Others may qualify for a Selective Retention Bonus which is paid to those who agree to re-enlist for a specific qualifying amount of time. These bonuses are usually paid to those in career fields that are difficult to maintain staffing levels for; a good example of this type of pay is offered to Army soldiers in hard-to-fill MOS slots who agree to re-enlist for a minimum of three years.

Such bonuses may be paid in flat-rate, lump sum payments and it’s important to remember that military bonuses are considered income by the IRS and are subject to taxation.

Where To Get Information About Advance Pay, Special Pay, And Bonuses

In some cases, if you qualify for a bonus or for special pay, you’ll be informed by your command support staff–especially if you must test for proficiency pay. The tests required are not optional, and scheduling will be something you’ll need to arrange with your orderly room or the organization responsible for scheduling and processing such tests.

In most cases, the base Finance Office will have all the information you need, but at a higher level the Defense Accounting and Finance Service official site has a wealth of general information about all forms of military pay and the requirements for drawing it.

About The AuthorJoe Wallace is a 13-year veteran of the United States Air Force and a former reporter for Air Force Television News

Filed Under: Money

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The Advance Pay Option: Should You Take the Money and Run?

When making a permanent change of station or PCS, the military allows service members to request an advance of up to three months of basic pay to cover unreimbursed expenses. The question is, should you utilize this option?

"Because advance pay is essentially an interest-free loan, some people see it as a 'Why not?' opportunity," says Scott Halliwell, a Certified Financial Planner™ practitioner with USAA. "But there can be significant downsides. Asking for advance pay should really be a last resort move."

What's the harm?

First off, the advance pay option isn't "free money." It's a loan that must be paid back. Except in extreme cases, you're required to repay the advance in monthly installments over the course of a year, starting the first month after you receive the money.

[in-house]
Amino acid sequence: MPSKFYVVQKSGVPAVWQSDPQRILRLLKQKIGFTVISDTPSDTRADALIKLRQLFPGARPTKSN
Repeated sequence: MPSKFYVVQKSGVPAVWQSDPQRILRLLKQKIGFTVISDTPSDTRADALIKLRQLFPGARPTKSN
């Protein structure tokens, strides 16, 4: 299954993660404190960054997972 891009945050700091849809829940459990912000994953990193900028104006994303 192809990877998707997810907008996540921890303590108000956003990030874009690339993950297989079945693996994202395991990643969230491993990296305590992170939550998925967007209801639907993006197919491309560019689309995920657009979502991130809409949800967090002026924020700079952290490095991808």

"If you take the advance, you're committing yourself to a smaller paycheck for the next year," says Halliwell. "That can cause problems when other big expenses pop up after the move."

Already living on a reduced income, military families could find themselves stuck in a dangerous cycle of debt, spending on credit cards or even taking out a new loan while they pay off the original advance.

Does it ever make sense?

While the military provides allowances to help pay for PCS expenses, sometimes the circumstances under which you move can create extraordinary costs. Transportation of people and vehicles, temporary storage of household items and/or delays in securing a new home can cost big bucks — often more than the government reimburses — especially when you have a spouse and children in tow.

"If you're facing unavoidable expenses and you don't have savings to pay for them, the advance pay option could be the best choice," says Halliwell. "Since the debt is interest-free and you're forced to pay it back quickly, it's probably a better option than using a credit card, where the debt could linger for years."

All requests for advance pay must be reviewed and approved by your commander or a higher authority, depending on how much money you apply for. The approval process helps to ensure service members are taking the loan for the right reasons and could require you to provide proof of need. Since there's no guarantee you'll be approved, it's better not to need the money in the first place.

Better Alternatives

When you join the military, it's all but certain that you'll have to PCS within a few years. "So start saving for it now," says Halliwell.

"Contributing a small amount of money every month to a savings account can add up over time and give you a financial cushion when you need it," he says.

If you're still in a pinch when it's time to PCS, there are other ways to drum up some extra cash. Hold a garage sale, for example, or sell some of your unneeded items online or through newspaper classifieds. Not only will it help pay for moving expenses, it will lighten your load and reduce the cost and effort of transporting your belongings.

As you get established in your new home, Halliwell also suggests using the move as an opportunity to re-evaluate your budget and make changes.

"In a way, PCS allows you to hit the reset button and start over, making better financial decisions," he says. Choosing to live in a less expensive house or apartment, switching to a more economical car or opting out of the 900-channel satellite package can free up cash quickly.

So the next time PCS orders come your way, borrowing money may never cross your mind.

USAA's licensed, salaried financial advisors know the military and know how to help during big moves like PCS. To get free, professional guidance, call a USAA Financial Advisor at 1-800-771-9960.